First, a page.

Anesthesia studies that utilize sleep science have revealed that the process of induction and emergence from anesthesia is not a simple mirror of the unitary mechanism. Previous studies have established that physiological sleep is an active process rather than a passive process such as a suppression of wakefulness. For example, orexin, an endogenous wakefulness-promoting substance, also facilitates the emergence from anesthesia, but not the delayed induction of anesthesia [2, 9, 10, 11]. Another endogenous wakefulness-promoting substance, neuropeptide S, also facilitates the emergence from anesthesia, but not induction . These results may confirm a theory that explains the process of anesthesia-induced loss of consciousness and emergence as not being a simple mirror of the unitary mechanism and, moreover, that these processes are diverse depending on the anesthetic agent. For example, in rats as well as humans, propofol and dexmedetomidine produce a calm induction of anesthesia and emergence. Conversely, anesthesia and emergence are relatively unstable with ketamine. Indeed, rats maintain a state of wakefulness for several hours without any sleep-like behavior after emergence from ketamine anesthesia .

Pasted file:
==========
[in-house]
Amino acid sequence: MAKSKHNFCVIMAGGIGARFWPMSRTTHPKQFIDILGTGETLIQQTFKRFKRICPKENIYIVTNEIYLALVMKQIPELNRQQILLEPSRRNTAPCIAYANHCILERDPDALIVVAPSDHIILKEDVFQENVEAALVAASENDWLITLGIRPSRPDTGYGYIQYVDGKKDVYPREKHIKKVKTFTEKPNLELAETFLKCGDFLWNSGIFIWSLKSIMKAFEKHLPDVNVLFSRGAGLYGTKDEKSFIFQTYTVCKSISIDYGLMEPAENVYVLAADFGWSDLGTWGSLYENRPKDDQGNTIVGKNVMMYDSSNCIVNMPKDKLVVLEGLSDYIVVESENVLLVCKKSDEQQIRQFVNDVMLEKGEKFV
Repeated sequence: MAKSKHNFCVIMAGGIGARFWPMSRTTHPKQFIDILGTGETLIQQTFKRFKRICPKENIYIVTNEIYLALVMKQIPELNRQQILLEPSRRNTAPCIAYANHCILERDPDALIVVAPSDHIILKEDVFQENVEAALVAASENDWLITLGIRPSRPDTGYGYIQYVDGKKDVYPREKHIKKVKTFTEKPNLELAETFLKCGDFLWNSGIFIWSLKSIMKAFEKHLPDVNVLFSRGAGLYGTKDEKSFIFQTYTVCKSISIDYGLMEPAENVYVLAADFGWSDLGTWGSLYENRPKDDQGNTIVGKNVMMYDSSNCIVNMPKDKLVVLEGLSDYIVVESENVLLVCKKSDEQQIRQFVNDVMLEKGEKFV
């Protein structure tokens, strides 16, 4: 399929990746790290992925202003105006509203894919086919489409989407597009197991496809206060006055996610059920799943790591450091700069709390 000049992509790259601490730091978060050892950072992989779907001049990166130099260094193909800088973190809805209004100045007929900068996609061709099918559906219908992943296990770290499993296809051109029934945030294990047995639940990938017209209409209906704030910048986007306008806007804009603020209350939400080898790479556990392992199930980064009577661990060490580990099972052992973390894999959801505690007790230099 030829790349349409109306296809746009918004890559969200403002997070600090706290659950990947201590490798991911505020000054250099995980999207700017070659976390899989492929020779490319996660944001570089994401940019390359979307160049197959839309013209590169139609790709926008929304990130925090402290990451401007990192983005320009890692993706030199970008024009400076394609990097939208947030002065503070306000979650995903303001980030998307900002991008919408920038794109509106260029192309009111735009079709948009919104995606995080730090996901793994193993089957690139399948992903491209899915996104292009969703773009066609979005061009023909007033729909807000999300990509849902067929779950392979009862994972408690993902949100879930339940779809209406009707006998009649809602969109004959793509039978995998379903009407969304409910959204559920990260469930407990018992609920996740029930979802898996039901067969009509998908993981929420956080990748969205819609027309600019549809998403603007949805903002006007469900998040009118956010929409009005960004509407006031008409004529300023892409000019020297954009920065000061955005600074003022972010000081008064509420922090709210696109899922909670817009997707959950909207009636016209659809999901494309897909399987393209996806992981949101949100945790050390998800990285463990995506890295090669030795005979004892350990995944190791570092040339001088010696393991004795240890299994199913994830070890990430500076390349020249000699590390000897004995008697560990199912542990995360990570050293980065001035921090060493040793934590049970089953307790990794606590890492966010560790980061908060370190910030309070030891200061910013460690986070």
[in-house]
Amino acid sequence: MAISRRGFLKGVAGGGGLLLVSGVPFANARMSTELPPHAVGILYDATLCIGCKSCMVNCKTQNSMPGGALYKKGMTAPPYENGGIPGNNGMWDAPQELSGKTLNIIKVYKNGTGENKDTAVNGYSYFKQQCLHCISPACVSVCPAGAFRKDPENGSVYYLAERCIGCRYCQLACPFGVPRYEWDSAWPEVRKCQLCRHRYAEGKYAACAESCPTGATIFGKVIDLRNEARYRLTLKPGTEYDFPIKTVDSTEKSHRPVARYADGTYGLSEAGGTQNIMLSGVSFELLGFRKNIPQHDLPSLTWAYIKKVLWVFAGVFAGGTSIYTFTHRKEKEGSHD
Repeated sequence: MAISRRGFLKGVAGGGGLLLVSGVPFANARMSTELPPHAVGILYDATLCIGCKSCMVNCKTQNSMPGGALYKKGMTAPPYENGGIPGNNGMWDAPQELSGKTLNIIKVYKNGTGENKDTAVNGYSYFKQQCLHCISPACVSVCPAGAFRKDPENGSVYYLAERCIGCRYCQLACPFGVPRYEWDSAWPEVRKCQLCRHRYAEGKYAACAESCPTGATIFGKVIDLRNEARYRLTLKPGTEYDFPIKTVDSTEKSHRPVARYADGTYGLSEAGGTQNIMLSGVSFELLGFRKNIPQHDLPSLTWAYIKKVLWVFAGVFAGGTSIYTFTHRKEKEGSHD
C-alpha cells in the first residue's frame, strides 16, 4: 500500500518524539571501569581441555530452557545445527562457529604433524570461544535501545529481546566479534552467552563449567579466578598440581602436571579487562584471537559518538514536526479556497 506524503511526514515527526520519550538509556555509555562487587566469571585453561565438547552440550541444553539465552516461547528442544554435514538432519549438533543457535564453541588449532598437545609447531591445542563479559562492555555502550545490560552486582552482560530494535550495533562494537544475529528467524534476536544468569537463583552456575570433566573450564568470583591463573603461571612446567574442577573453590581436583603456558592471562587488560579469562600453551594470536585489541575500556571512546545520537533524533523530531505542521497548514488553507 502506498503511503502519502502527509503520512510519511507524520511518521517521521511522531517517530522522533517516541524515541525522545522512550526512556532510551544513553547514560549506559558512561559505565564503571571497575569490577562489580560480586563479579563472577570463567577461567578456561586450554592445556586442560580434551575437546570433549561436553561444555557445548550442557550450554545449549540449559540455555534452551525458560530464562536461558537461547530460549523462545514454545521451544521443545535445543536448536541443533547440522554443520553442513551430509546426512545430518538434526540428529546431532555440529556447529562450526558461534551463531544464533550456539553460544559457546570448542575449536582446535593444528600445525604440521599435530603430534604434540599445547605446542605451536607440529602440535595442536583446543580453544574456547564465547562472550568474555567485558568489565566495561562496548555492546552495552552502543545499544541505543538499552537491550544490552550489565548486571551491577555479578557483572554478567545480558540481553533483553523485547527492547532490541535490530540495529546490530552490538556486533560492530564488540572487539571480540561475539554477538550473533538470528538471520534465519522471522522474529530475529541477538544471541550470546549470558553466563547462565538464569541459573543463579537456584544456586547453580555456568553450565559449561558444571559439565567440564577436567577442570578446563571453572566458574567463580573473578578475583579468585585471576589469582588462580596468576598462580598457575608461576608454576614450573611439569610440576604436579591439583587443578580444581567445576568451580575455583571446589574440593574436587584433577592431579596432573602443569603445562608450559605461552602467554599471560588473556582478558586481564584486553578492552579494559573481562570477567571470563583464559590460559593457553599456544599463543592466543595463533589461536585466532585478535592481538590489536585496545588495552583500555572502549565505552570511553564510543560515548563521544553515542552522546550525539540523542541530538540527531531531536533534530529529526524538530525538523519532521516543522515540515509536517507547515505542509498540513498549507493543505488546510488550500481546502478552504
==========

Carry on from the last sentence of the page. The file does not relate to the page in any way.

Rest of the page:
Anesthesia and sleep: from the clinical aspect
Sleep disorders after general anesthesia are harmful.
Do general anesthetics replace sleep?
In general, the term general anesthesia does not distinguish between pharmacologically different phenomena.
Sleep shares some common mechanisms with general anesthesia-induced loss of consciousness.
Studies on sleep may elucidate the mechanism concerning how general anesthesia induces loss of consciousness.